Monday, August 28, 2006
Hope Is STILL Not a Plan...
Just a little less than a year ago, I attended a lecture given by Sister Helen Prejean, author of the book Dead Man Walking. She travels the country speaking out against the death penalty, and she spoke at a Catholic church in East Memphis.
This was just a few short weeks after water topped the levees in her adopted hometown and laid it waste.
“The miracle of Hurricane Katrina” she said, choking up slightly, “is that it ripped the veil off of George W. Bush’s attitudes about the poor.” It was hard to argue with that. In fact, if any argument was to be made at all, it was that George W. Bush’s attitude was tucked under the flimsiest of veils, a tiny cloth that always seemed in danger of slipping off to reveal the true hideousness beneath. It was only a few days after the First Mother said rather cheerily in a “let them eat cake” moment that many of the people affected by the tragedy were poor anyway, so it “worked out well” for them. New Orleans was everything that George W. Bush was ill at ease with. It was sexy, spicy, and dangerous, but in that good way--- She’s the girl that you know you can’t take home to mother, but you’ll have a great time with her until the bed breaks.
And most of all, it was black. It was full of working class people, jazz musicians, practitioners of strange religions, women who bare their breasts for cheap trinkets tossed at them--- Definitely not the kind of people you find in Kennebunkport unless they’ve been hired to clean someone’s pool.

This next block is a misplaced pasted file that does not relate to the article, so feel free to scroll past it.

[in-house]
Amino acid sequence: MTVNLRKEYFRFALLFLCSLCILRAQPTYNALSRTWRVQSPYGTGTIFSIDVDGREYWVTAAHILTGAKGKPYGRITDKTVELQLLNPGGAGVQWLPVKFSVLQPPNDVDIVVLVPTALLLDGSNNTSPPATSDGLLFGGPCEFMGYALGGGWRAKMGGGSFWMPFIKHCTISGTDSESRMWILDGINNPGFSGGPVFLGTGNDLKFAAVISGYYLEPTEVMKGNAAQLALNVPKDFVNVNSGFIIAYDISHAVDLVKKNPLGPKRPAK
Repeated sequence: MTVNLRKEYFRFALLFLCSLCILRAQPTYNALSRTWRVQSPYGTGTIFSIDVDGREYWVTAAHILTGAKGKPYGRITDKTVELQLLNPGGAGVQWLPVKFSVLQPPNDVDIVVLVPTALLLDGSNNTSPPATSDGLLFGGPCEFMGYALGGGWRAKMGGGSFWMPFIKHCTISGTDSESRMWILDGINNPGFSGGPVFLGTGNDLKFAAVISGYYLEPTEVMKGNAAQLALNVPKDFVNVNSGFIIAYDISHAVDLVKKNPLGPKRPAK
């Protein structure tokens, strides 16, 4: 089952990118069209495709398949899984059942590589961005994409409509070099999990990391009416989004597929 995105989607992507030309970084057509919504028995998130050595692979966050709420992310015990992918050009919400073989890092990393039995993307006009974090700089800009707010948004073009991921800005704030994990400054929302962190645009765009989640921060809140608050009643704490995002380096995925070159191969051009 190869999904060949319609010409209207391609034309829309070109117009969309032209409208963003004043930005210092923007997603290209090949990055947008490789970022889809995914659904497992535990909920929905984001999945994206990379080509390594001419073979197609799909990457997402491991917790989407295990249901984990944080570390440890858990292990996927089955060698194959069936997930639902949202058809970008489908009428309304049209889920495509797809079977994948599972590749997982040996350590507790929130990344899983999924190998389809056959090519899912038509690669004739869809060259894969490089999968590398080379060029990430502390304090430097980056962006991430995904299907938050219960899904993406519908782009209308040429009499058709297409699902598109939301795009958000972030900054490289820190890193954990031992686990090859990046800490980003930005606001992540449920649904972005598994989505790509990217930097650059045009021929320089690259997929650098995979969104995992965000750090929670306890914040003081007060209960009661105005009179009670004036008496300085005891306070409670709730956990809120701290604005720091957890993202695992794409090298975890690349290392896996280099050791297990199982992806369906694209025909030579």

The official line was that the president had no idea it was coming. You’ll recall this excuse worked rather well for him on 9/11, at least until the commission established years later that he had ignored numerous warnings. It wasn’t until April of this year, after mud and feces stunk up the streets of a major city for eight months that the video establishing that he did in fact know was leaked.
The phrase “Heckuva job, Brownie” has become something of a catchphrase in the last year, even making it into an episode of “The Sopranos” when Paulie Walnuts colossally screwed up something as simple as setting up a merry-go-round for a street fair. It’s fairly indicative of what Sister Helen talked about--- While 30,000 languished inside the Superdome (A building designed only to house people long enough to watch the Saints lose) with only 36 hours of food, the ultimate do-nothing federal government was patting itself on the back for a job well done.
Not that “Brownie” was the only one that screwed up. He was the most glaring and obvious (Gee, who could have ever thought there could be negative fallout from hiring a horse show judge to manage national emergencies?), but there was a catastrophic failure throughout the federal government.
The right wing noise machine tried to shift the blame to Ray Nagin by using an aerial photo of the New Orleans School Bus facility and spreading the rumor that 2000 school buses sat unused. This link goes to probably the best debunking of that myth that I’ve yet found. They tried to shift the blame to Kathleen Blanco by saying that she hadn’t requested aid soon enough, words that they soon had to eat.